In years gone by, it was traditional that a man would spend at least one month’s wages on an engagement ring. In fact, it wasn’t uncommon for young couples to splash out up to £5,000 on a piece of jewellery.
However, things have changed over the last couple of decades. Today’s millennials simply don’t have the funds to fork out that kind of cash. With the rising cost of living, it’s not difficult to see that it’s the older generation who are more likely to own expensive items.
According to Insure4Retirement, a Home and Travel insurance provider, it is the over 50s who are far more likely to own over £5,000 worth of precious gems and metals, with over 73% of their clients who completed a quote listing jewellery worth over that value as part of the cover they required.
I’m not sure that this is anything new though. Whilst it can’t be disputed that times have changed, it’s possibly inevitable that it’s the older generation who generally have more spare cash. By retirement age, many pensioners have paid off their mortgage and their dependents have long-since left home, so they naturally have more expendable income than the younger generations.
On top of that, consider how the cost of general living has risen. Back in the 1960s, it was pretty common for a 23 year old to be buying their first home. Fast forward to today, and the average age of a first-time buyer is 30 years old.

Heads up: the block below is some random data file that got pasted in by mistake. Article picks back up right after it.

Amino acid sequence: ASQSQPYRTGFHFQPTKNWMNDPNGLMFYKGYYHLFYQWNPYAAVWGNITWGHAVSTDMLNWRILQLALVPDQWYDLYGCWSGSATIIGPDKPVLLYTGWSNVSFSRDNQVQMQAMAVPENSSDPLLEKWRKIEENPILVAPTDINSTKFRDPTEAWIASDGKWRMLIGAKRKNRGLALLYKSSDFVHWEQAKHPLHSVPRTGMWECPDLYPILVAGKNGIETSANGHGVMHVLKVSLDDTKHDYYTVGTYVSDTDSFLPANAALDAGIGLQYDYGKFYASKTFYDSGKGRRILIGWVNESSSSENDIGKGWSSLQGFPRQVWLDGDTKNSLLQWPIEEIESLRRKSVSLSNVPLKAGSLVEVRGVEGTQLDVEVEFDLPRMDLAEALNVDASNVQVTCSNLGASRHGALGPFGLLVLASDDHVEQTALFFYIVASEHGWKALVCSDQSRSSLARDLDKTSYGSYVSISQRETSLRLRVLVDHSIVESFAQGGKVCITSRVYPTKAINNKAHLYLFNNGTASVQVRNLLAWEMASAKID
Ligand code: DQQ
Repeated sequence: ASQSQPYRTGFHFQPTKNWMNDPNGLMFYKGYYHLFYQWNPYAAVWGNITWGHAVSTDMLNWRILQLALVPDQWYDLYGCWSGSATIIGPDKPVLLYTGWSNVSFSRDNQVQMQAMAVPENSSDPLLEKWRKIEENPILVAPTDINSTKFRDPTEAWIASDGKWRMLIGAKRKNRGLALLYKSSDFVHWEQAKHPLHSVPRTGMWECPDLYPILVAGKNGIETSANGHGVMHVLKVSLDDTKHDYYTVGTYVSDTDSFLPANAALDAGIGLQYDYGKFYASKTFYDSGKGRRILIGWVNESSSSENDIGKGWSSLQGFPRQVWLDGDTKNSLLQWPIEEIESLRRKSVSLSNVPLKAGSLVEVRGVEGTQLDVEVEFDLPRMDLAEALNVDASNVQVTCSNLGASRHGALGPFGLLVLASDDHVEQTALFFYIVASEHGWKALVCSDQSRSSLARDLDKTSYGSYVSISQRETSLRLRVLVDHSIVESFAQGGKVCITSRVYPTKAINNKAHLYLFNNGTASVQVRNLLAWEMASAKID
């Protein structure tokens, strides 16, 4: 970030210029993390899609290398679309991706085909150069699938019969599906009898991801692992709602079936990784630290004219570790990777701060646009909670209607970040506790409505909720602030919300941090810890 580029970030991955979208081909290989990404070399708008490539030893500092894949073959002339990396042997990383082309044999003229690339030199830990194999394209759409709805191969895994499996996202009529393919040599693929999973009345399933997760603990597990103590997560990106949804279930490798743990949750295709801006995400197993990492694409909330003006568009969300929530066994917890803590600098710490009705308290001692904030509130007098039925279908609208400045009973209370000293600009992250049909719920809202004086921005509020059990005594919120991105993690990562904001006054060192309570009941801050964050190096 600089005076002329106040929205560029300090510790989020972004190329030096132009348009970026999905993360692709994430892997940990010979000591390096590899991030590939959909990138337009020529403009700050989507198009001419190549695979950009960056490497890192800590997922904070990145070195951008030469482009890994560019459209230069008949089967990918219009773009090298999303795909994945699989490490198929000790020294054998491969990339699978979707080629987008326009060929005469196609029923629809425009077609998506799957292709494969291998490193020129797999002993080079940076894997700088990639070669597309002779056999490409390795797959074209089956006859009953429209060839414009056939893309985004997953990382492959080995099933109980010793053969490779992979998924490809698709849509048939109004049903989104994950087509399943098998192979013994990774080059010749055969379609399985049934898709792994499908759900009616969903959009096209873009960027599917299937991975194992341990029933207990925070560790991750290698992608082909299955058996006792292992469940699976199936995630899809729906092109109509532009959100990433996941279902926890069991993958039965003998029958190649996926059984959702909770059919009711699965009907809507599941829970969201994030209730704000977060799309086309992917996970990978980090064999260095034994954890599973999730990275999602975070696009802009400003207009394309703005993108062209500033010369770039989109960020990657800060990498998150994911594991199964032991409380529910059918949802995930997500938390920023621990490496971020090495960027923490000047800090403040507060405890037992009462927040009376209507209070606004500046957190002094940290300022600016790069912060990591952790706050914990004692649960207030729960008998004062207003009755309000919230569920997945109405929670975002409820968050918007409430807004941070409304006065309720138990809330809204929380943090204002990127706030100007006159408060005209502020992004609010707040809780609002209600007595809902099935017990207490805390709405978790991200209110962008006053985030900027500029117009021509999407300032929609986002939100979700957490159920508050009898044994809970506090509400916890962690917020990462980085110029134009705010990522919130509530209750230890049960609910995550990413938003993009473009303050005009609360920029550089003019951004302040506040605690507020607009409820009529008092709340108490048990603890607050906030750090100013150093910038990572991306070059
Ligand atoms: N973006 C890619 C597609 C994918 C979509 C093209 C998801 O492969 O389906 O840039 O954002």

The Wealth and Assets Survey 2016 (WAS), found that young people aged 16-24 are overall the least wealthy. This is perhaps not surprising, as at that age, people generally just haven’t had the years behind them in order to build up their assets. So it’s hardly surprising that they aren’t able to splash the cash on expensive pieces of jewellery.
But this isn’t the only reason for the huge difference in physical wealth between the younger and older generations. According to Taylor Smith, CEO and co-founder of Blueboard –
Millennials “aren’t spending our money on cars, TVs and watches,” Taylor Smith, CEO and co-founder of Blueboard, told CNBC. “We’re renting scooters and touring Vietnam, rocking out at music festivals, or hiking Machu Picchu.”
Millennials would rather spend their hard-earned cash on experiences than forking out for high-end jewellery.
As the cost of living continues to rise, jewellery businesses have got a tough road ahead of them fighting to attract the younger generation. Today, 18-34 year olds typically spend 30% of their total income on rent. When you weigh this up against the average of 10% in the 1960s, it’s easy to see why the younger generation of today have less money to splash on luxury items.
Turning away from the expense of the traditional diamond ring, the younger generation are often enticed into buying cheaper gemstones at a fraction of the price. It’s a worrying state of play for the jewellery industry, and unless they can find a way to attract in younger buyers, the situation is only likely to worsen over the coming decades.
*This is a collaborative post.
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